Whether you want to deliver medication to specific cells or create scaffolds for building artificial tissues, currently one of the best media for doing so are polymer microparticles filled with drugs or cells. Traditionally, it has only been possible to make such particles in a few shapes, out of a few materials, and/or with only one layer of "cargo" inside. A new technique developed at the Massachusetts Institute of Technology (MIT), however, could see multilayered microparticles being made in many shapes, from a wider variety of materials.

As things presently stand, photolithography is one of the most common methods used for creating drug-delivering or cell-encapsulating microparticles. The ultraviolet light that is required to transform the liquid polymers into a solid gel can harm the cells, however, plus the technique can only be used with materials such as polyethylene glycol.

Another approach involves filling a mold with a liquid gel carrying drug molecules or cells, then letting it cool until it sets. This method still doesn't allow for multiple layers, however.

MIT's new technique starts the same way, in that a liquid drug- or cell-containing gel is inserted into a tiny mold. Once the gel has set, the mold is heated, which causes its walls to shrink back away from the sides of the molded gel. A second layer of gel, containing a different type of drug or cell, can then be added in the extra space that the shrinkage has opened up. The process could theoretically be repeated several times, to create a microparticle containing several layers.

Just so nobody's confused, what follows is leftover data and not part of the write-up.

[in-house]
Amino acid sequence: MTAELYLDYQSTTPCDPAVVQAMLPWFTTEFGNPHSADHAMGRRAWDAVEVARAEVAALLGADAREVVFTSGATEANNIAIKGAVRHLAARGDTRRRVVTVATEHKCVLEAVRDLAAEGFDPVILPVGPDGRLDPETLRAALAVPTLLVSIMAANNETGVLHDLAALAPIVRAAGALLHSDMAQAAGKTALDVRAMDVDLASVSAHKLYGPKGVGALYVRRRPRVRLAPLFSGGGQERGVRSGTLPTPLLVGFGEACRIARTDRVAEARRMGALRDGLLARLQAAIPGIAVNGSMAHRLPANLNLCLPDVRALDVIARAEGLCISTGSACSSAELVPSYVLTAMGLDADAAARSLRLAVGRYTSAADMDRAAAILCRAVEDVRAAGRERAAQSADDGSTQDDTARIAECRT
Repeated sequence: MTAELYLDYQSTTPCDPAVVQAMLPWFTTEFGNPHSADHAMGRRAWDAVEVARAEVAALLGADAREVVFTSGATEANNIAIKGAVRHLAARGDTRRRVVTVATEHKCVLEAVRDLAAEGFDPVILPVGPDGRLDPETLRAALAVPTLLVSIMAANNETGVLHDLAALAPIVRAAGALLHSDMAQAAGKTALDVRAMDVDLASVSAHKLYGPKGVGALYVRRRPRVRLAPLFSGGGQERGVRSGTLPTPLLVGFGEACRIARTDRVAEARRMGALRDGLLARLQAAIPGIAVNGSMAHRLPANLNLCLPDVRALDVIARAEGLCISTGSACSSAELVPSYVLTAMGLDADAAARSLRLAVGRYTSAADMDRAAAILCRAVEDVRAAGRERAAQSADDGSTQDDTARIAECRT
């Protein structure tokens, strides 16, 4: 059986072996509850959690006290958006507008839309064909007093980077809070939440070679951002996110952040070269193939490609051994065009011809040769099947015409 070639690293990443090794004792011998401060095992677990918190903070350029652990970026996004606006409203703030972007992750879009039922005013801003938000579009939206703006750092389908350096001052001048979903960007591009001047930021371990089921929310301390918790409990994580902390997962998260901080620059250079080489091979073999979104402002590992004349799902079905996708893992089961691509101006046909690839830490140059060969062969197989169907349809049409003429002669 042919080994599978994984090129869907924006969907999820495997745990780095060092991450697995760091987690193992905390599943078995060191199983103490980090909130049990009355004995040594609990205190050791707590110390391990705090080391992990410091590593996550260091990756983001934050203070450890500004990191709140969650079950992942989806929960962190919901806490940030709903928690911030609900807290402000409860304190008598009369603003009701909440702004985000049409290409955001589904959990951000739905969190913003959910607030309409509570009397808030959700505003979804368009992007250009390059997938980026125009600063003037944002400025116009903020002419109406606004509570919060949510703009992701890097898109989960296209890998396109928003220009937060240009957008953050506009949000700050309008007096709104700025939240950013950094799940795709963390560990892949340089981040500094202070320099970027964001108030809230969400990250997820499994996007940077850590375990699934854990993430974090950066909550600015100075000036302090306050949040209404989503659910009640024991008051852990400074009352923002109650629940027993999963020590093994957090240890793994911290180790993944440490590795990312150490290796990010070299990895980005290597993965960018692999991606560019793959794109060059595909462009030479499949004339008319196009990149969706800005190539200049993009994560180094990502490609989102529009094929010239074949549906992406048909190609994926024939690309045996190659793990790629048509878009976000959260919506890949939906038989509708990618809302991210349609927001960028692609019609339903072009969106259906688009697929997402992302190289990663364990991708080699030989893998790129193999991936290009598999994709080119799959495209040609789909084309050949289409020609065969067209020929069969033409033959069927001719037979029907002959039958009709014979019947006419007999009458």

That multilayered particle could then be used for the timed release of several types of drugs, or to more closely emulate the structure of a certain type of natural tissue.

Starting with an agarose (sugar) gel, the MIT researchers have so far used the technique to create cylindrical, cubic, and long striped microparticles, although they state that many other shapes and materials should be possible. The striped particles contained a layer of fibroblasts, which are cells that make up connective tissue, surrounded by a layer of endothelial cells, which form blood vessels. That composition could make them ideal for the engineering of elongated tissues such as skeletal muscle, or cardiac or neural tissue.

The cylindrical and cubic particles contained liver cells surrounded by a layer of endothelial cells, and could be used to replicate liver tissue. Conceivably, gels could also be used that contained proteins to help cells orient themselves within a specific structure, or that contained collagen, to rebuild structural tissues such as cartilage.

Farther down the road, MIT would like to use the technology to build larger tissues or even complete organs, in order to more accurately and efficiently test drug responses in a laboratory setting.